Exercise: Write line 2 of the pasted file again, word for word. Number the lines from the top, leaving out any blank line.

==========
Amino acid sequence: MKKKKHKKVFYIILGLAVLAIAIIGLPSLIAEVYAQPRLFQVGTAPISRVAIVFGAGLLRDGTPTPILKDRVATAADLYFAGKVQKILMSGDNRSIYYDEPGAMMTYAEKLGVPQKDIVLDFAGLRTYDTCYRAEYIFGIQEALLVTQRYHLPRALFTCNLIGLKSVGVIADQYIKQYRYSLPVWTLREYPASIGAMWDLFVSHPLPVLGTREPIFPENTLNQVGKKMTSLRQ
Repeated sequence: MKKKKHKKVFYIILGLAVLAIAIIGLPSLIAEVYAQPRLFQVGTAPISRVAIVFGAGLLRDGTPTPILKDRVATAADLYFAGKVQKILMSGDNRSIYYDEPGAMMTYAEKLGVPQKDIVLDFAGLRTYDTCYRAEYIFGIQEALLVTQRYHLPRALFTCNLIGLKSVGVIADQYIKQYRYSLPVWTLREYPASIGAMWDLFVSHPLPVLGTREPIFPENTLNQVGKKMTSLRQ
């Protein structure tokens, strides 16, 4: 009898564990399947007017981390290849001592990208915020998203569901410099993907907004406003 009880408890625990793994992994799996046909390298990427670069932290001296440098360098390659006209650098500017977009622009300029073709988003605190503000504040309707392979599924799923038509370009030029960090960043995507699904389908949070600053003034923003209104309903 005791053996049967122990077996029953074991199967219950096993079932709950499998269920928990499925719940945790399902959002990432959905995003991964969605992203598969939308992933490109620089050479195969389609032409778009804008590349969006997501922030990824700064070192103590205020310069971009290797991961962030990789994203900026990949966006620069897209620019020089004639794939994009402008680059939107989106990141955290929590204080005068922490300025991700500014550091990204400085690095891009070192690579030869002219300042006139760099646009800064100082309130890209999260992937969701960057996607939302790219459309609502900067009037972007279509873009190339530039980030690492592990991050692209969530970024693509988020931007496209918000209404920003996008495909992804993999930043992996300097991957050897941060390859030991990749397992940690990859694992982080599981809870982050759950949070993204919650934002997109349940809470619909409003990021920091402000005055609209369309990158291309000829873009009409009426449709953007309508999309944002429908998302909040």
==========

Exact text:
Repeated sequence: MKKKKHKKVFYIILGLAVLAIAIIGLPSLIAEVYAQPRLFQVGTAPISRVAIVFGAGLLRDGTPTPILKDRVATAADLYFAGKVQKILMSGDNRSIYYDEPGAMMTYAEKLGVPQKDIVLDFAGLRTYDTCYRAEYIFGIQEALLVTQRYHLPRALFTCNLIGLKSVGVIADQYIKQYRYSLPVWTLREYPASIGAMWDLFVSHPLPVLGTREPIFPENTLNQVGKKMTSLRQ